1. Keri you wrote, “The story lasted about 25 minutes which was perfect. It wasn’t as drawn out as my targeted stories are. It was a huge success!!”

      You are already mastering it! For me it is the sequence that I should have in hand as a note card. That is a good idea to just get a feel for it. Also the story driver should cue you for these questioning steps along the way.

  8. I have one concern. Although the class was clearly much more engaged in this first OWI story, I am hoping that this continues. Does anyone feel that doing a story (whether it be from OWI or Invisibles) every three or four classes throughout the year becomes too predictable for the students? I really love the thought of not planning much-especially since I even tend to overplan for my classes! Right now the plan I have in my mind is this:
    Day One-we tell a story
    Day Two-we read and review the story with Reading Options
    Day Three- we continue a bit more with the reading and do some different activities and games
    (Possibly Day Four we could do Story Listening, Movie Talk, or something to break it up a bit…)

    By the way, I have 84 minute classes that meet every other day.

    Does anyone do stories as often as this? Is this too often or just right? I feel that this three-four day predictable pattern may end up boring the kids. But, maybe not. I’m just curious.

    Thank you so much. I look forward to hearing your thoughts.

    1. I had trouble because I had the same sequence as you describe. It really has to do with the group. For me, I have added SL once a week. What can also work is breaking up that day two with one of your activities like Special Chair. Add to the above discussing the artist work. I do that at the end of making the story or the beginning of DAY TWO. Sometimes my artists do not finish in time. on day 1.

  9. Keri when I developed the Invisibles there was a sense from the kids that they always wanted to do a story about “their ” characters. (We hadn’t at that point started using OWI in New Delhi – last winter – until Kathrin Shectman thought of doing it this past summer in France, which made me have to re-write my book. Thanks, Kathrin! smiley face here).

    So no we never got predictable. The routine would not cause the kids to get bored, in my view. I don’t think it’s about the routine. I think it’s about the content. I do think that individually created characters will get you a bit more interest, because then you can’t even plan, the inventor of the character is the boss in the story.

    Two years ago you were very strong on T1 and very much in command of that approach. I remember the video you sent to us – others in the group might also remember – strong T1 work, very strong. Now we spring the concept of T2/NT on you and you have dipped your toes in the water and are swimming around in the shallow end. Once you allow the kids more say in the discussion you will be in the deep end you you will feel more like letting them have the story more.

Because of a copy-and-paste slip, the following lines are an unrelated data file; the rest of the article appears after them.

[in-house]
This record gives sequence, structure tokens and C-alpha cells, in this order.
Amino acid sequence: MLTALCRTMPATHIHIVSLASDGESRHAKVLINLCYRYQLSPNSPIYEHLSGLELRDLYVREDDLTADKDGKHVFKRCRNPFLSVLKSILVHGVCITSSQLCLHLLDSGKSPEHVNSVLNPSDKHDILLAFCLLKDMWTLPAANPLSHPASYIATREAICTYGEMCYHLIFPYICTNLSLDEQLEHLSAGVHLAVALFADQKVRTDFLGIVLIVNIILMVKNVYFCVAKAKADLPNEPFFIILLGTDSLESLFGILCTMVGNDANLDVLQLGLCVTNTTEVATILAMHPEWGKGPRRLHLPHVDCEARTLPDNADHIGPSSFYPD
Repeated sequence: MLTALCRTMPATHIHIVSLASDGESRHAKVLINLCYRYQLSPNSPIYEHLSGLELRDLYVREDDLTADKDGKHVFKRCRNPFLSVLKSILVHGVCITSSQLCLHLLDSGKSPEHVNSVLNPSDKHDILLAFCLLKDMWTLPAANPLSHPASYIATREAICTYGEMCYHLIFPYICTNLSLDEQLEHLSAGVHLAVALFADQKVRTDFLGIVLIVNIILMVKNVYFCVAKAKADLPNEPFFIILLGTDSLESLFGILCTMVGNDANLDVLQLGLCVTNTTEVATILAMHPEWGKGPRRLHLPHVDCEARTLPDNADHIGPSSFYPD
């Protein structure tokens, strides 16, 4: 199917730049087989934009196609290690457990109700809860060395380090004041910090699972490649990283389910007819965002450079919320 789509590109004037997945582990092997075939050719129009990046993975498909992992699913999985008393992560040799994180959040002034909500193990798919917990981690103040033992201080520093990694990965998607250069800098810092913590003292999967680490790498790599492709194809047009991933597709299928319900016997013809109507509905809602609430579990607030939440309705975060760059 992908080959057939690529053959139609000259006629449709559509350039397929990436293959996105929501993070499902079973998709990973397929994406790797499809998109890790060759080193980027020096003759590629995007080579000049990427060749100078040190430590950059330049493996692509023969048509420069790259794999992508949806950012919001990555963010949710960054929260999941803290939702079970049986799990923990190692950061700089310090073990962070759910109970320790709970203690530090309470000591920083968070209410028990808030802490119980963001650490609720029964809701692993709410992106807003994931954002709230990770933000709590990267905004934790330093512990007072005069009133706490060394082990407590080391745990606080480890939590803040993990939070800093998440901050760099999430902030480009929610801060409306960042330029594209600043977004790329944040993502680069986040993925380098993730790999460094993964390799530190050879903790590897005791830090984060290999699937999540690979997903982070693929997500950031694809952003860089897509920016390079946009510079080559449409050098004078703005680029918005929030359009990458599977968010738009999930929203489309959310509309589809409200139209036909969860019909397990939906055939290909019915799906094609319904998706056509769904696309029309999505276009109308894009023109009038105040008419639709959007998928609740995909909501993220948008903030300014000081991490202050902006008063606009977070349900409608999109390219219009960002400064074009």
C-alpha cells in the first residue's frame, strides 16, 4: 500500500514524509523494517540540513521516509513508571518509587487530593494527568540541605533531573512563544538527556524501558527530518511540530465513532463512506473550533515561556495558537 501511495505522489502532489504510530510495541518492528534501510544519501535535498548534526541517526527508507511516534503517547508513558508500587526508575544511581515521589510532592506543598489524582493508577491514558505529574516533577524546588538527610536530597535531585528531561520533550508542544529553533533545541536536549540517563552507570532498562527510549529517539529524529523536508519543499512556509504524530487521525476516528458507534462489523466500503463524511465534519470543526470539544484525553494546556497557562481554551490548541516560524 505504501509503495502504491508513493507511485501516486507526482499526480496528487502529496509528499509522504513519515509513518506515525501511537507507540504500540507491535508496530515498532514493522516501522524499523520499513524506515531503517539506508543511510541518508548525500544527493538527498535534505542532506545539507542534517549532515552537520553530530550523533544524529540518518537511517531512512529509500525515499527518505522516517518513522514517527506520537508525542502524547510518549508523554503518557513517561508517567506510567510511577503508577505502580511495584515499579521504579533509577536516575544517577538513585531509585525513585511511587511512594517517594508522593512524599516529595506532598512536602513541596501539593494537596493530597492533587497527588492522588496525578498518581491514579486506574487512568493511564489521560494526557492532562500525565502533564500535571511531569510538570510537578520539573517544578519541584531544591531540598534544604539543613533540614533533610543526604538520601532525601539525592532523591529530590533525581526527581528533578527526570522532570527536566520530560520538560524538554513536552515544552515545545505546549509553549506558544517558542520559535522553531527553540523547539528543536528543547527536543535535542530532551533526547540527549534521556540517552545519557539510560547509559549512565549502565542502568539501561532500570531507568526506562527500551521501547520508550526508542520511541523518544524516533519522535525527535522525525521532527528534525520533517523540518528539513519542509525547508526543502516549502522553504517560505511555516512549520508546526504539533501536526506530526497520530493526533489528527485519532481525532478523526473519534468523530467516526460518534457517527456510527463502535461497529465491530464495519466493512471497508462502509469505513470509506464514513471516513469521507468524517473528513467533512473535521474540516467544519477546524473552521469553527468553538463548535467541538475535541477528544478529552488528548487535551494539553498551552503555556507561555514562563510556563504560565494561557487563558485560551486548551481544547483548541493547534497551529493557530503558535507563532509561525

Now Tina has made a very important point on this: we need to do OWI before letting them do individually created characters. I think you asked her that question and she responded to do 4 or 5 OWI’s and then let 2 of those into a story and then move to to asking the kids to create their own characters and then you will be more in the deep end.

    I think this is necessary for you at the high school level. Otherwise, as Tina says, they would never know the rigid requirements for a character to be accepted into an Invisibles story. The middle school kids glom more easily onto characters. Their inner artists are still in their bodies.

    By the way I am watching your video and it is really good. I am studying it. It is really fine teaching. Will get back to you with my notes by tomorrow evening.

    (Tomorrow evening I get to skype with the original kids who created the Invisibles. I miss them! I can’t wait to reminisce about the spider Vampspooder and Sheldon and Kiwi and Penfly and the others. I can say without equivocation that those characters raise the corners of my mouth and make me aware of a kind of feeling of happiness in my heart. And as Hafiz says and as I like to repeat at every opportunity: “What is truth? That which raises the corners of the mouth.”)

    1. Great quote! Who’s this Hafiz person?

      Perfect timing for me. Your recommendation that I run 2 stories from 2 different OWIs before letting my students create characters is exactly where I’m at and what I will do this coming week.

    2. Thank you, Ben. I’m looking forward to the days when I won’t have much to plan anymore! Also, thanks so much for taking the time to watch that video!